During their prime, Teddy Roosevelt and John Muir had waxed eloquent about nature’s ability to soothe and rejuvenate the soul, championing nature’s spiritual and restorative benefits. Today, modern science is taking heed of their message as ecotherapy enters the mainstream medical realm, with gardening, or horticultural ecotherapy, being prescribed to some patients at a medical practice in Manchester, England.
Doctors at the Cornbrook Medical Practice in Manchester, England have been prescribing some patients, who have anxiety, depression and feelings of isolation, with a unique form of medicine — ecotherapy in the form of gardening. Each patient is given a dosage of plants, which should be cared for and then returned to the medical center after a set amount of time. Upon return, the patient will carefully transplant their plants into the center’s community garden.
The medical practice’s garden is now blooming with herbs, flowers and produce, including broccoli, cauliflower and kale. Many of the patients live in the city and have little to no access to green spaces, especially gardens, so the community garden offers them a place to nourish their assigned plants and mingle with others.
“Having something to care for brings so many benefits to people — especially for those who may not have a garden or be able to have pets,” said Augusta Ward, a medical secretary at Cornbrook Medical Practice. “The plant is then a reason to come back to the surgery and get involved in all the other activities in our garden and make new friends.”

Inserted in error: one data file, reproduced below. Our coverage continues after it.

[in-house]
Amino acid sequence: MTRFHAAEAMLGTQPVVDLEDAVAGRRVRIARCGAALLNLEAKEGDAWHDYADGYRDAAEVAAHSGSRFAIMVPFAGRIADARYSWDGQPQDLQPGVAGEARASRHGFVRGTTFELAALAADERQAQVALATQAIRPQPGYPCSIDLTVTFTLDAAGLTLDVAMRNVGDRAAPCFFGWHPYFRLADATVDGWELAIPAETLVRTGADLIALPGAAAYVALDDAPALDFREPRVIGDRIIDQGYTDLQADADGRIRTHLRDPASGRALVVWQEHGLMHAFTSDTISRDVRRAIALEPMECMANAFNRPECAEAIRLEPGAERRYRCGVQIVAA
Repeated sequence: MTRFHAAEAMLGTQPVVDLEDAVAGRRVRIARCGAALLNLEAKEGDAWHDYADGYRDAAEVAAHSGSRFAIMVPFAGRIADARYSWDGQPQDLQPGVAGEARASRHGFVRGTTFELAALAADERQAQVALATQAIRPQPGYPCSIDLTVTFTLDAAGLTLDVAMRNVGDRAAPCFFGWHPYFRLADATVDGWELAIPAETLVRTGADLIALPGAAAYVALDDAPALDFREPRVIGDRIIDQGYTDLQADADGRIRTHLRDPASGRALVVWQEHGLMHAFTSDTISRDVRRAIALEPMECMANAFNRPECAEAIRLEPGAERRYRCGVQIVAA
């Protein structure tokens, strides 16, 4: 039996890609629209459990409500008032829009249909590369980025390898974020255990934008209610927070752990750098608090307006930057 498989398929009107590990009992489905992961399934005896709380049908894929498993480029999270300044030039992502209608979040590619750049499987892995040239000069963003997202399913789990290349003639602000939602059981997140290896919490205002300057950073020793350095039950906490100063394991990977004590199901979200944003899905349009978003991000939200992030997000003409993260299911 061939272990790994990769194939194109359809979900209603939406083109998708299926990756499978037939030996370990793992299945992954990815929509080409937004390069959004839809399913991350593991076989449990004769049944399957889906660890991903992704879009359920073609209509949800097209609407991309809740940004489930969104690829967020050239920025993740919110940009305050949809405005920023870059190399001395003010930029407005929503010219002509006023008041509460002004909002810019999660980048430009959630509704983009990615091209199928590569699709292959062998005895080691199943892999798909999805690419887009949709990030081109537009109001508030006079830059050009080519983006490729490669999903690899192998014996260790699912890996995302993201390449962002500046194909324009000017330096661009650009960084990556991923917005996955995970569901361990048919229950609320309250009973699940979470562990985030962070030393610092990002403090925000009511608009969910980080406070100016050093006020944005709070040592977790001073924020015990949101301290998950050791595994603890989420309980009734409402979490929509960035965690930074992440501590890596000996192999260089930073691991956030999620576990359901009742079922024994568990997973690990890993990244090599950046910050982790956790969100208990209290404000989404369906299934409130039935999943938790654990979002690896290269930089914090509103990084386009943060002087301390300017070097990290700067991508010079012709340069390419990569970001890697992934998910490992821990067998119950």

Ecotherapy is not a modern concept. For one, poets like Romantic William Wordsworth and Transcendentalist Walt Whitman have recounted the harmony and inner joy that comes from contemplating nature’s majesty. While ecotherapy is an emerging Western healing art, it has long been in practice in Native American and Asian cultures.
Research has also shown that contact with nature heals, because it transforms us, helps us to unwind and boosts the body’s natural endorphins to relieve stress. Scientific evidence has revealed that reconnecting with nature elevates rates of health, immunity, fitness, stamina, self-esteem, social connection, happiness and well-being.
It is no wonder, then, that there are healthcare providers who are now giving “nature” and “garden” prescriptions to their patients. An added bonus is that horticultural ecotherapy offers a simple, cost-effective means of improving well-being.
“I’ve seen how our patients relax in the garden, and how they then get involved in wider events like picking litter, which all adds to pride in our area,” said Dr. Phillipa James, a general practitioner at the medical practice. “There’s a lot of evidence now about how two hours a week in a green space can lift mood — and then that, too, has physical, mental and emotional benefits. That’s something we need to harness.”
Image via Lukas